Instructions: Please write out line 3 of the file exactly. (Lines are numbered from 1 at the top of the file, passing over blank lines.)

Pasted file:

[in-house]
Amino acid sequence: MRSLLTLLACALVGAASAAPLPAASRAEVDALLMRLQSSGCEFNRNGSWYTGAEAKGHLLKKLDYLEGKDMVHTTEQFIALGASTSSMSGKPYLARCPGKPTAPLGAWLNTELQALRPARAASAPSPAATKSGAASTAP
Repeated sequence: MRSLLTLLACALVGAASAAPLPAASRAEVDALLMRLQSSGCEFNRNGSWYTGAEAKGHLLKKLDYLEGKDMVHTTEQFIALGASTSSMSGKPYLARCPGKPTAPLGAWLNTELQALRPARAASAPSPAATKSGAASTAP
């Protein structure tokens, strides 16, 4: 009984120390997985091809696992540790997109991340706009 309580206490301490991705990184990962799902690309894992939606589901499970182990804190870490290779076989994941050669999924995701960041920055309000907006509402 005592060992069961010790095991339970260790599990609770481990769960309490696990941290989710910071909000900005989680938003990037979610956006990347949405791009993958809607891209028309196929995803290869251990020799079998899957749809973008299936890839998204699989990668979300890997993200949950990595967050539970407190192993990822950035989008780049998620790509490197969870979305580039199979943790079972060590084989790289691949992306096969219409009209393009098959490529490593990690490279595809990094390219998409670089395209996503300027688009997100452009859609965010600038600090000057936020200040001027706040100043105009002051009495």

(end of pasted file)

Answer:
Repeated sequence: MRSLLTLLACALVGAASAAPLPAASRAEVDALLMRLQSSGCEFNRNGSWYTGAEAKGHLLKKLDYLEGKDMVHTTEQFIALGASTSSMSGKPYLARCPGKPTAPLGAWLNTELQALRPARAASAPSPAATKSGAASTAP